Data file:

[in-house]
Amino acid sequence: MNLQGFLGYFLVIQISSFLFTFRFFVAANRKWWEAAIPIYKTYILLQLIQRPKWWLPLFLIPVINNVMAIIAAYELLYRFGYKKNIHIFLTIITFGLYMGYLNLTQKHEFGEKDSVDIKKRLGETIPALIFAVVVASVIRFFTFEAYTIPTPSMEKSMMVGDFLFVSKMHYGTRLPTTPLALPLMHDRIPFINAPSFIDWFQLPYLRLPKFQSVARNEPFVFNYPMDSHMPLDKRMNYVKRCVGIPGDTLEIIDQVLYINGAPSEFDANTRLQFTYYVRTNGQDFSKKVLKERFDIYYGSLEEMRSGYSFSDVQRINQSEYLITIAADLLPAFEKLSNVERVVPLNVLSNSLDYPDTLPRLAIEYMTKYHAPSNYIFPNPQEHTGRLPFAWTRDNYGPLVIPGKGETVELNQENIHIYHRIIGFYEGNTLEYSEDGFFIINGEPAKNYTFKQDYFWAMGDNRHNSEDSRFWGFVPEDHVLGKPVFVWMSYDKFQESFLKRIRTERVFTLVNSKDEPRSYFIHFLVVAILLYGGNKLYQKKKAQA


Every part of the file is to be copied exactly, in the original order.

[in-house]
Amino acid sequence: MNLQGFLGYFLVIQISSFLFTFRFFVAANRKWWEAAIPIYKTYILLQLIQRPKWWLPLFLIPVINNVMAIIAAYELLYRFGYKKNIHIFLTIITFGLYMGYLNLTQKHEFGEKDSVDIKKRLGETIPALIFAVVVASVIRFFTFEAYTIPTPSMEKSMMVGDFLFVSKMHYGTRLPTTPLALPLMHDRIPFINAPSFIDWFQLPYLRLPKFQSVARNEPFVFNYPMDSHMPLDKRMNYVKRCVGIPGDTLEIIDQVLYINGAPSEFDANTRLQFTYYVRTNGQDFSKKVLKERFDIYYGSLEEMRSGYSFSDVQRINQSEYLITIAADLLPAFEKLSNVERVVPLNVLSNSLDYPDTLPRLAIEYMTKYHAPSNYIFPNPQEHTGRLPFAWTRDNYGPLVIPGKGETVELNQENIHIYHRIIGFYEGNTLEYSEDGFFIINGEPAKNYTFKQDYFWAMGDNRHNSEDSRFWGFVPEDHVLGKPVFVWMSYDKFQESFLKRIRTERVFTLVNSKDEPRSYFIHFLVVAILLYGGNKLYQKKKAQA